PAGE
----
Globally, plastic waste is posing both a major threat to the environment but also threatens to become a major public health issue. Plastic waste accumulation from discarded items such as grocery bags, cups, bottles, and packaging materials are reaching critical levels—impacting the natural environment and threatening many animal species. Microplastics that are the result of plastic erosion and degradation pose an immediate threat to human heath as they enter our food and water systems.
Fortunately, a team of scientists led by Professor Hua Zhang of City University of Hong Kong working on new methods to recycle plastics waste have successfully discovered a method to covert waste plastic into highly functional materials using a low-cost, dip-coating method.
This research was published in the journal Nano Research
By adding silicon dioxide nanospheres to dissolved waste plastics, researchers were able to dip cotton textiles into the mixture, the product was a highly functional textile that was durable, could separate oil/water mixtures, and exhibited self-cleaning properties.
Traditionally, plastic wastes have either been diverted to landfill or faced incineration. These disposal methods, however, do not solve the solution of plastic pollution. More recently, researches have investigated use of biodegradable polymers and methods to speed decomposition through bio- and catalytic methods. Unfortunately, due to technical difficulties, low yield, and high cost, these methods have received limited support.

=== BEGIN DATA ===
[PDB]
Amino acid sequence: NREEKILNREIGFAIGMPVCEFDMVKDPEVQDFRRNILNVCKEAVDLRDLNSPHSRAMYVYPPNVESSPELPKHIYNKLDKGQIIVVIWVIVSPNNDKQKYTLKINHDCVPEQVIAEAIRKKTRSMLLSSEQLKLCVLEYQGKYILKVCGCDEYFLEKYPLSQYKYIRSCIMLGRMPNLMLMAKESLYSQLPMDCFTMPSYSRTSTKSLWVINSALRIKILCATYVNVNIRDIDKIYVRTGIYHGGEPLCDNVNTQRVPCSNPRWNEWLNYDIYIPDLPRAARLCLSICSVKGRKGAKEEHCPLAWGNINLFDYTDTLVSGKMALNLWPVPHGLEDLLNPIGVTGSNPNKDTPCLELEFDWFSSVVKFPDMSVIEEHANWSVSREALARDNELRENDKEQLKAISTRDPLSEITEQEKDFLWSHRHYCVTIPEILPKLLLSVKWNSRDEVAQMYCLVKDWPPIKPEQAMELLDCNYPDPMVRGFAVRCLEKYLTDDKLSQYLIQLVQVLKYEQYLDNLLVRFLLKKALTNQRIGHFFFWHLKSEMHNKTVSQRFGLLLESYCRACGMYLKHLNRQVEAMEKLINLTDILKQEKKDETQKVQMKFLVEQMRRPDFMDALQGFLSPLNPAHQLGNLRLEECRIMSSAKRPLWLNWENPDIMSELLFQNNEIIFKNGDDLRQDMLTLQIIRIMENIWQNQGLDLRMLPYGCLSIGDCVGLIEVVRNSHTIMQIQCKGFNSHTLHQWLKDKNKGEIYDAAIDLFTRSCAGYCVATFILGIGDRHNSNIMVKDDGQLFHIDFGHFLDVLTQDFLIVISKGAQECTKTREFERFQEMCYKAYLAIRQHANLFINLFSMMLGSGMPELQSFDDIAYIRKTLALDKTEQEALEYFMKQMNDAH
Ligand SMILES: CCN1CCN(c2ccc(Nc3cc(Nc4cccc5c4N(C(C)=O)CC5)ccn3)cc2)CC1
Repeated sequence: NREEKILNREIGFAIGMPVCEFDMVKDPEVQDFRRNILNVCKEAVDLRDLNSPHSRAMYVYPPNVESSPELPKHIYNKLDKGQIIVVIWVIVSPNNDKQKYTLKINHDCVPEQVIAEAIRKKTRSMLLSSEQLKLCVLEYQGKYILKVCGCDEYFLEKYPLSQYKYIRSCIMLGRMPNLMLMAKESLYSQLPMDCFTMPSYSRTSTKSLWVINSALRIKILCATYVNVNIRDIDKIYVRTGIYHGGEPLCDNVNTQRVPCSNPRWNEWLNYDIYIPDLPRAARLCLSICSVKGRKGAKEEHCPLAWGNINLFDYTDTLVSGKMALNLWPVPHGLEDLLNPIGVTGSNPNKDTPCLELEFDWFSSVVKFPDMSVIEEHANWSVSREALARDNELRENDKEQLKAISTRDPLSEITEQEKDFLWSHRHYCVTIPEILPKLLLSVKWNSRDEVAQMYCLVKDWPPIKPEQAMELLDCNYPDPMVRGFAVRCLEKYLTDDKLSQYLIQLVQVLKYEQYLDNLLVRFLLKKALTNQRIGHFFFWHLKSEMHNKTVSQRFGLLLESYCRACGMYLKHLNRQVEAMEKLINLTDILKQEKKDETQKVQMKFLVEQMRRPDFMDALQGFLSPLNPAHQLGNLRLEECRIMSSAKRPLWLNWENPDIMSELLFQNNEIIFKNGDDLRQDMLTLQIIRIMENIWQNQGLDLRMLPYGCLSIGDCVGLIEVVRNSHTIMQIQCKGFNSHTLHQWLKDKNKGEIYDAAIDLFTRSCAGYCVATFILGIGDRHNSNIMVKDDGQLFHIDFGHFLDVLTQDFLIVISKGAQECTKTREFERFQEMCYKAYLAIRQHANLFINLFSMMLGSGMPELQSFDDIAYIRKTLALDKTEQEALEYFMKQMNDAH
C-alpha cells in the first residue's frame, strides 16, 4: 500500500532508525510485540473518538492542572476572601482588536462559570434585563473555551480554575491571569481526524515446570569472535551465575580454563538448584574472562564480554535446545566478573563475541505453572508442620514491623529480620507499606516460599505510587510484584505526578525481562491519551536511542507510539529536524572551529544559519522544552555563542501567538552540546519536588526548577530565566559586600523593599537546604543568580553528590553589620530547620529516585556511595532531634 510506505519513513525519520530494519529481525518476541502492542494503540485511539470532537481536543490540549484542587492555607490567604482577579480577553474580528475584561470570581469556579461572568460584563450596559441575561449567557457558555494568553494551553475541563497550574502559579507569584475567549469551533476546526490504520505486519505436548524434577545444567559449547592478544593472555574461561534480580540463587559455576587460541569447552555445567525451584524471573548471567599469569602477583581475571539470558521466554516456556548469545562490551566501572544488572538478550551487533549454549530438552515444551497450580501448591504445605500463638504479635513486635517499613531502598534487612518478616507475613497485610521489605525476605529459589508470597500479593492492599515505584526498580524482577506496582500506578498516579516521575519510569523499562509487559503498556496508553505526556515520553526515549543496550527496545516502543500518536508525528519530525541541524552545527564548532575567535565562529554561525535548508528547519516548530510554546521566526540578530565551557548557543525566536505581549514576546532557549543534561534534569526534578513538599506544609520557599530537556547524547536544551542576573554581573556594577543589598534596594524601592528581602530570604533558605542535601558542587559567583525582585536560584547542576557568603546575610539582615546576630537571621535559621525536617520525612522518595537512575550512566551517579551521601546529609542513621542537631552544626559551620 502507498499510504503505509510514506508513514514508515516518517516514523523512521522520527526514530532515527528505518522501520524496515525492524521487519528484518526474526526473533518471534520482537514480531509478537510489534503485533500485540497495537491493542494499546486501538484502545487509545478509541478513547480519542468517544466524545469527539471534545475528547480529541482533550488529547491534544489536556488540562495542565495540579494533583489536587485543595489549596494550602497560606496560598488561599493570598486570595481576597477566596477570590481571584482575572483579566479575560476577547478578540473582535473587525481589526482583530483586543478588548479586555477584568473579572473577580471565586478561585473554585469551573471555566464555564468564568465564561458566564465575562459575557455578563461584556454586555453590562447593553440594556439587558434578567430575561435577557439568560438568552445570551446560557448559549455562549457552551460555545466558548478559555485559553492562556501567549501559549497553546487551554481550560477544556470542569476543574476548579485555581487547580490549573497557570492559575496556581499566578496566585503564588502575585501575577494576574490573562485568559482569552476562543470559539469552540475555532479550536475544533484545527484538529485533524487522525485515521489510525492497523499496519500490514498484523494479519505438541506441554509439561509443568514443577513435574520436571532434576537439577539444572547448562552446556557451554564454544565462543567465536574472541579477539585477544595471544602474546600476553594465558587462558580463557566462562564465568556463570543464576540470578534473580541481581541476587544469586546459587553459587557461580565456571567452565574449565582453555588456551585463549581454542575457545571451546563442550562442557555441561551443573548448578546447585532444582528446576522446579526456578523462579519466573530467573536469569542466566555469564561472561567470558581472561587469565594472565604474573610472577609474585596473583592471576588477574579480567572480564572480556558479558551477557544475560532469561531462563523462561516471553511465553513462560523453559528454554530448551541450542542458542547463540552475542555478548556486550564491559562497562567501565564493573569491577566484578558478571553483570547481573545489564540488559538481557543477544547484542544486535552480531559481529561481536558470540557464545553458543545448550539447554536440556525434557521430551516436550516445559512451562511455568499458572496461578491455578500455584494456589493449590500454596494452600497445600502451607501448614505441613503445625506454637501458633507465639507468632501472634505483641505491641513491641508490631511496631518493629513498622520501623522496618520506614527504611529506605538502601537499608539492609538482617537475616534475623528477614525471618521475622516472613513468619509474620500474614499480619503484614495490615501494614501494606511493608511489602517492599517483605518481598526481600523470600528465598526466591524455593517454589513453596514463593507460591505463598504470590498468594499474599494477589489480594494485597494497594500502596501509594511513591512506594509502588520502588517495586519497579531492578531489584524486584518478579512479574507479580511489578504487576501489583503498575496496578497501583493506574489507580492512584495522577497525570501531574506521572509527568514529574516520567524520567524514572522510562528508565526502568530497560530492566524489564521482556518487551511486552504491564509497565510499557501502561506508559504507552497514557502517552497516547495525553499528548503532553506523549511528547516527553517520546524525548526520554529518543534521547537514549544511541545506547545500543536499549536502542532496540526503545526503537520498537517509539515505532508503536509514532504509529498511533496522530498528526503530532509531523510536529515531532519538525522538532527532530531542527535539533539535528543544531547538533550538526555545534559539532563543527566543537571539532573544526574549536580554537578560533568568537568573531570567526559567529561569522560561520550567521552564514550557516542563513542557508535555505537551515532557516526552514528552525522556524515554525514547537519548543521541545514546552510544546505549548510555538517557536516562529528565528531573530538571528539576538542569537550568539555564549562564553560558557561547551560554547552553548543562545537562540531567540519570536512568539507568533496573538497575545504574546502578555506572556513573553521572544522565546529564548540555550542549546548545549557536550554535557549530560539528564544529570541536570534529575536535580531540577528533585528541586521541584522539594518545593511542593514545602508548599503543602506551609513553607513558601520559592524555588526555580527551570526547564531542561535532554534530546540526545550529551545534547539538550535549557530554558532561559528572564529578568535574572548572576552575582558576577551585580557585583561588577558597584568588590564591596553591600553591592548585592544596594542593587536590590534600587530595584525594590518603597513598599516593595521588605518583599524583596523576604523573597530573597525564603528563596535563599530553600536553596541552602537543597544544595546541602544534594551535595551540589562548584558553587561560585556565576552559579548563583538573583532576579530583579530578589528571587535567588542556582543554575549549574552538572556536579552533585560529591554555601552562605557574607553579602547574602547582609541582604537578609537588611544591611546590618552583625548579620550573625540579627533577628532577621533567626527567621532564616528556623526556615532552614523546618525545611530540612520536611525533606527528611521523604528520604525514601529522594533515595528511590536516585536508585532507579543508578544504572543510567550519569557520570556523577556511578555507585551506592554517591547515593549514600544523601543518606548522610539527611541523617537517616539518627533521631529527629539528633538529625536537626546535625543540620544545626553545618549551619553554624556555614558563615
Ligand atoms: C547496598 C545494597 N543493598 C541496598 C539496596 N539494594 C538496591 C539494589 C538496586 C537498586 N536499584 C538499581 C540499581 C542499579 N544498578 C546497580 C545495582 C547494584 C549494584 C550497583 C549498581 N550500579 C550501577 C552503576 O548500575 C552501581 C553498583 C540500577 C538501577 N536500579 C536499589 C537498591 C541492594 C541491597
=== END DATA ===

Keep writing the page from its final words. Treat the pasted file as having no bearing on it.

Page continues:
The team’s approach of converting the plastics into more useful products is innovative in its approach to managing waste and hopes to limit the amount of plastic diverted to landfill or incinerators.
Focused on developing superhydrophobic materials, the team of researchers set out to demonstrate that plastic waste could be a promising candidate as a raw material for low-cost preparation of superhydrophobic materials. Such materials have a variety of uses ranging from water remediation, to anti-corrosion, to self cleaning surfaces.
Using one of the most abundant waste materials—polystyrene—which is common in packing materials, food containers, and coffee cups, they dissolved the material and mixed it with silicon dioxide nanospheres. By dipping cotton fabric in the mixture and letting it dry, the team treated a coated fabric material with high durability and functionality. “Impressively, it also shows an excellent resistance towards harsh environments, such as corrosive solutions, high temperature treatment, and mechanical abrasion,” said Zhang, principal investigator.
Future applications of the material are many. Such coated textiles could be used where oil/water mixtures require separation. “In addition, the textile exhibits the self-cleaning property and the capability to be dyed and preserve its color, making it a promising material for developing self-cleaning wearable fabric materials,” Zhang said.